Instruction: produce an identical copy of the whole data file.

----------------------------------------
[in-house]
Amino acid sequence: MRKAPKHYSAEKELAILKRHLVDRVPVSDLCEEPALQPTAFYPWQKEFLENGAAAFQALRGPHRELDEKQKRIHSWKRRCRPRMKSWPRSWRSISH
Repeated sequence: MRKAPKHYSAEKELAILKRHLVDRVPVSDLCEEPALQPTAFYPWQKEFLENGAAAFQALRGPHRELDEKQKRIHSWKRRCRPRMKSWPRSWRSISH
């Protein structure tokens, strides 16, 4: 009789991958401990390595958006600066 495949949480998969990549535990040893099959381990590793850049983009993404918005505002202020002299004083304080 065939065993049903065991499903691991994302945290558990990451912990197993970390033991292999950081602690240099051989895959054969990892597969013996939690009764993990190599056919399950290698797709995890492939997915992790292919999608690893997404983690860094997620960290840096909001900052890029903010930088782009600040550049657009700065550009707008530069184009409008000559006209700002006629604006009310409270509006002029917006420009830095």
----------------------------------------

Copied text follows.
[in-house]
Amino acid sequence: MRKAPKHYSAEKELAILKRHLVDRVPVSDLCEEPALQPTAFYPWQKEFLENGAAAFQALRGPHRELDEKQKRIHSWKRRCRPRMKSWPRSWRSISH
Repeated sequence: MRKAPKHYSAEKELAILKRHLVDRVPVSDLCEEPALQPTAFYPWQKEFLENGAAAFQALRGPHRELDEKQKRIHSWKRRCRPRMKSWPRSWRSISH
């Protein structure tokens, strides 16, 4: 009789991958401990390595958006600066 495949949480998969990549535990040893099959381990590793850049983009993404918005505002202020002299004083304080 065939065993049903065991499903691991994302945290558990990451912990197993970390033991292999950081602690240099051989895959054969990892597969013996939690009764993990190599056919399950290698797709995890492939997915992790292919999608690893997404983690860094997620960290840096909001900052890029903010930088782009600040550049657009700065550009707008530069184009409008000559006209700002006629604006009310409270509006002029917006420009830095």